Tag Archives: werewolf

Review of Wolfsong, by T. J. Klune

I borrowed a copy of T. J. Klune’s Wolfsong through Hoopla.

Description from Goodreads:
Ox was twelve when his daddy taught him a very valuable lesson. He said that Ox wasn’t worth anything and people would never understand him. Then he left.

Ox was sixteen when he met the boy on the road. The little boy who talked and talked and talked. Ox found out later the little boy hadn’t spoken in almost two years before that day, and that the little boy belonged to a family who had moved into the house at the end of the lane.

Ox was seventeen when he found out the little boy’s secret and it painted the world around him in colors of red and orange and violet, of Alpha and Beta and Omega.

Ox was twenty-three when murder came to town and tore a hole in his head and heart. The boy chased after the monster with revenge in his bloodred eyes, leaving Ox behind to pick up the pieces.

It’s been three years since that fateful day—and the boy is back. Except now he’s a man, and Ox can no longer ignore the song that howls between them.

Oh, I really loved that. Yes, it was a tad repetitive and the writing was occasionally more stylistic than easily readable, but overall I truly enjoyed it. It was tragi-sweet, as in most of it felt like a tragedy, but it was quite sweet too.

I think it’s fairly safe to say that those looking for a standard, straight-forward romance won’t be thrilled with this. I mean, the couple meets when one is 10 and the other is 16, so a large portion of the book happens when one is a child, no one is thinking romance. Then, just when the younger finally reached the age of maturity, he leaves. Plus, I wasn’t lit on fire by the few sex scenes there were or felt I really got to know the non-POV half of the pairing. But I loved just about everything else about the book.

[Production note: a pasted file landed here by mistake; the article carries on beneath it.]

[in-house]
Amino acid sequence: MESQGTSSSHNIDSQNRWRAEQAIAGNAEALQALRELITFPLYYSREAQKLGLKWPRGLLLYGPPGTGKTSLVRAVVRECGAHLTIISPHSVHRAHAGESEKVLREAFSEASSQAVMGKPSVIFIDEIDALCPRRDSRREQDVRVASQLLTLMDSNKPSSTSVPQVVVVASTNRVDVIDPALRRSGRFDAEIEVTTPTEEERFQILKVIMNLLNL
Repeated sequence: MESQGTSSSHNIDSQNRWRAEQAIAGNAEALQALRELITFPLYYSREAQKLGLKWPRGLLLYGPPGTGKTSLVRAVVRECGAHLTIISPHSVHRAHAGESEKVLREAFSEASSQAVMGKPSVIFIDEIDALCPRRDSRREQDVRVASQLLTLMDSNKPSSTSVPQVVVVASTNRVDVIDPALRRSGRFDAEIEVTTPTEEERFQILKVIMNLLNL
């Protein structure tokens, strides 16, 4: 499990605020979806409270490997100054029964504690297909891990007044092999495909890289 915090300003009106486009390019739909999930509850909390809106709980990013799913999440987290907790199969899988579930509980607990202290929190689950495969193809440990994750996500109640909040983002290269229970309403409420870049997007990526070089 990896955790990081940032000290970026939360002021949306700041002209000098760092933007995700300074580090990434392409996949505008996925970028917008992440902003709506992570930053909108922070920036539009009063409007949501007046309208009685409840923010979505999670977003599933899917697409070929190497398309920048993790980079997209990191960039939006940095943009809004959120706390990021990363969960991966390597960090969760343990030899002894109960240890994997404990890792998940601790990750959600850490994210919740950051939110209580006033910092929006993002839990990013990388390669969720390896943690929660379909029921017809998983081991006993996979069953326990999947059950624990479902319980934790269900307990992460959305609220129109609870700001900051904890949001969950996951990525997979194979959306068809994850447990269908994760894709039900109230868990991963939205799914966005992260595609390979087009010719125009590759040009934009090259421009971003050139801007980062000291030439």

This was my first Klune book and I’ll be coming back for more.

Review of Coexistence (Human Hybrids #1), by Clare Solomon

Clare Solomon sent me a copy of her novel Coexistence for review. There is also a prequel available on her website and a second book available if you sign up for her newsletter.

Description from Goodreads:
Scientists have genetically engineered five human hybrid races known as werewolves, vampires, dragons, sensers and wendigoes. The first four races coexist with humans in relative peace. The fifth one wants to butcher the others and they are getting stronger.

Jaspal ‘Pal’ Khatri is nearly killed and forced to leave his home with a werewolf pack in Oxford, England when the local HyCO group leads a mob of anti-hybrid rioters against them. He travels to the Highlands of Scotland for a fresh start and meets Brand, a werewolf still grieving after the murder of his lover, Kye, a year ago. He and Brand find a dead vampire and Pal is suddenly in the nightmare situation of being accused of the murder. There is a link between this death and that of Kye and Brand works for another branch of HyCO so, to prove his innocence, Pal must join the organisation he loathes and try to ignore his growing feelings for Brand as they work to uncover the real killer. Can they solve the case in time or will they become the murderer’s next victims?